Much investigation on the internet turned up a lot of people that have been having this issue, but very few answers.  After many installs and uninstalls, I finally tried the following, which seemed to work:

 

  • I ran the setup.exe as an administrator (right click on setup.exe and click “Run as administrator) even though I am a local administrator on the box.
  • I installed SQL Server using the Network Service account instead of the normal domain service account.
  • The installation succeeded and I just went into Configuration Manager and changed the service account to the domain account after the installation.

As DBAs, we are increasingly being asked to manage more and more technology.  Some of that is the result of internal pressures (i.e. taking on additional roles) and some of that is the result of Microsoft bundling an ever increasing array of different technologies within SQL Server.  Dealing with these various technologies has become a weekly issue for me, but it really came to light today when I had a SQL Server Reporting Services 2008 server that was consuming 100% of the CPU.  Doing some poking around, I realized not only did I not really know anything about this beast called “SQL Server Reporting Services”, the tools to manage it are extremely lacking (now, that is my opinion coming from a position of complete ignorance about this technology).  I connected to the SSRS 2008 service with SSMS and, from there, I could only view three things:  SSRS jobs, security, and shared schedules.  I determined that none of the shared schedules were responsible for the utilization since nothing was scheduled to run anywhere near the time that the problem started, so that was a dead end.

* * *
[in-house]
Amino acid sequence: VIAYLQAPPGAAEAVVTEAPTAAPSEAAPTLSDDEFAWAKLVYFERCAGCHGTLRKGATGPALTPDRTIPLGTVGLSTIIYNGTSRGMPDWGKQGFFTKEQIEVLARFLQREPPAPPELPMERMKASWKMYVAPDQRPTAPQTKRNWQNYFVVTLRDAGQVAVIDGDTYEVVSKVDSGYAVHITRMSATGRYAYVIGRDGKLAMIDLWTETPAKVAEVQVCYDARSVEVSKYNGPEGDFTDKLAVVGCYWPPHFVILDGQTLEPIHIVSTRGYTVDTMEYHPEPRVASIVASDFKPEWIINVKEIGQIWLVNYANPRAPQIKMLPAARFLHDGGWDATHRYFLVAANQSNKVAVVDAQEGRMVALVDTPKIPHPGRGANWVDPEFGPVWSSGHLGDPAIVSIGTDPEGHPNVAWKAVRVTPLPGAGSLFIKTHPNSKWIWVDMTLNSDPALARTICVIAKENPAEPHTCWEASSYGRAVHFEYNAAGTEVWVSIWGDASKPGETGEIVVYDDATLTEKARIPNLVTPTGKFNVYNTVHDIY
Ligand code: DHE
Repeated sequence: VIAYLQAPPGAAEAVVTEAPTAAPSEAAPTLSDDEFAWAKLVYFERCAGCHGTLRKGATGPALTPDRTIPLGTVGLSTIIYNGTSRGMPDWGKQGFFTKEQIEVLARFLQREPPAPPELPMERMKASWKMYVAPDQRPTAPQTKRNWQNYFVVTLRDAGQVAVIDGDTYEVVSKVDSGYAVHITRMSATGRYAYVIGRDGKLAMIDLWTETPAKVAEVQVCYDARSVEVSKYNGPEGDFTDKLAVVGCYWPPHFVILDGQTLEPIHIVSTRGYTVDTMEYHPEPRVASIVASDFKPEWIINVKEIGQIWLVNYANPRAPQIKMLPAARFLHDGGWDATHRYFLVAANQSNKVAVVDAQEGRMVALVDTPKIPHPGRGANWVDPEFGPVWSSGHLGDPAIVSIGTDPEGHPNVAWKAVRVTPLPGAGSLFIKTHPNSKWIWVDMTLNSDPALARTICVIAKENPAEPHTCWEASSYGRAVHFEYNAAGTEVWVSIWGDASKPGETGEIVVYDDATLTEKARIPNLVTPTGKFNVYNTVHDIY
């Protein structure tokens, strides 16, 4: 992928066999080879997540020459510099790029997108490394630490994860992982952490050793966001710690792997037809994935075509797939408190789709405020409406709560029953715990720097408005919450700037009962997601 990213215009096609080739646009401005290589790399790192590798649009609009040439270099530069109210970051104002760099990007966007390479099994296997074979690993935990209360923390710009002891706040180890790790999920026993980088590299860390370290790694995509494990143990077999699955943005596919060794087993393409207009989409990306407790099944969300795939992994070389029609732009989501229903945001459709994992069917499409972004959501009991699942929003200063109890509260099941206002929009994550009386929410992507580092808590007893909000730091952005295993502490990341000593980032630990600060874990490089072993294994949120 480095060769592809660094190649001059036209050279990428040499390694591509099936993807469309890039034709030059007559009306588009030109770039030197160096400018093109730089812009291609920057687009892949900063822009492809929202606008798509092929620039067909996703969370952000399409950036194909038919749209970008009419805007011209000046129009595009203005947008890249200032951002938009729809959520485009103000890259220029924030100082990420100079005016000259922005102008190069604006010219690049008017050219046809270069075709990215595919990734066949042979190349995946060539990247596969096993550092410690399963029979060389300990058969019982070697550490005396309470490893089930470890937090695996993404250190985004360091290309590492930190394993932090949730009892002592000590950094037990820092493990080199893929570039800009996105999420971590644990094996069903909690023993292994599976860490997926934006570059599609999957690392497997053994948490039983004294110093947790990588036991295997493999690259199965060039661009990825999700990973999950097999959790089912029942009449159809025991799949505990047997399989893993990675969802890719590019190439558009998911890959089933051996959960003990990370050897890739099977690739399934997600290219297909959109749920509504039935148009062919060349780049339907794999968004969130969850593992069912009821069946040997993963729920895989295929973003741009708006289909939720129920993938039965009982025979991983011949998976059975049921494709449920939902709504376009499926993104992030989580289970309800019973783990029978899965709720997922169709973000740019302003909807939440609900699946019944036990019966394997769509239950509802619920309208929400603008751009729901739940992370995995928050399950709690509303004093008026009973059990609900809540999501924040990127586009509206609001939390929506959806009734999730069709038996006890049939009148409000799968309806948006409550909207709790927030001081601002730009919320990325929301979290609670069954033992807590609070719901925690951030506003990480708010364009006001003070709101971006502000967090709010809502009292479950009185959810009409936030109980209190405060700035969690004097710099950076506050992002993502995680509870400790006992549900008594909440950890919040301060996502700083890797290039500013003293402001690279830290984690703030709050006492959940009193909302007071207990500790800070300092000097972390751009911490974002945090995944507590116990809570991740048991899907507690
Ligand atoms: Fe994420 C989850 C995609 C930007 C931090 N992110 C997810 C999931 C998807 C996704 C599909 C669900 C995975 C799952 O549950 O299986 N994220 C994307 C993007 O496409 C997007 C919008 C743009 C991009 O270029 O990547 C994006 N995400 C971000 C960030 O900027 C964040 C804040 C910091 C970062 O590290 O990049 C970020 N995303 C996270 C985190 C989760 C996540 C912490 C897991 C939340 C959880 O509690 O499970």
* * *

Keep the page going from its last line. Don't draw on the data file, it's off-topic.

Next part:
Next, I connected to the Report Service by hitting http://[servername]/reports.  From here, I could look at all of the various reports that had been deployed to the instance, general site settings, security, both instance-wide and at a report level, and I could look at my own subscriptions.  The one thing that seemed to elude me was visibility into what, if anything, users were running on the SSRS server.

 

Frustrated, I connected to database instance through SSMS that hosts the ReportServer database.  I figured there had to be something in the database I could query to give me some visibility into what my SSRS instance does all day.  Thinking like a DBA, the first thing I did was look under “System Views” in the ReportServer database.  I saw two views, ExecutionLog and ExecutionLog2, so I decided to do a simple SELECT TOP 100* from each to see what they would give me.  This is where I stumbled upon my gold nugget for the day.  Right there in the ExecutionLog2 system view was all of the information that I had been looking for.  Running the following query, you can get a wealth of valuable information on what reports users are running, when they are running them, what parameters they used, and how long the report took to generate (broken down into data retrieval time, processing time, and rendering time) – all key information for trending the load that your server is under and <gasp> justifying new hardware, if needed.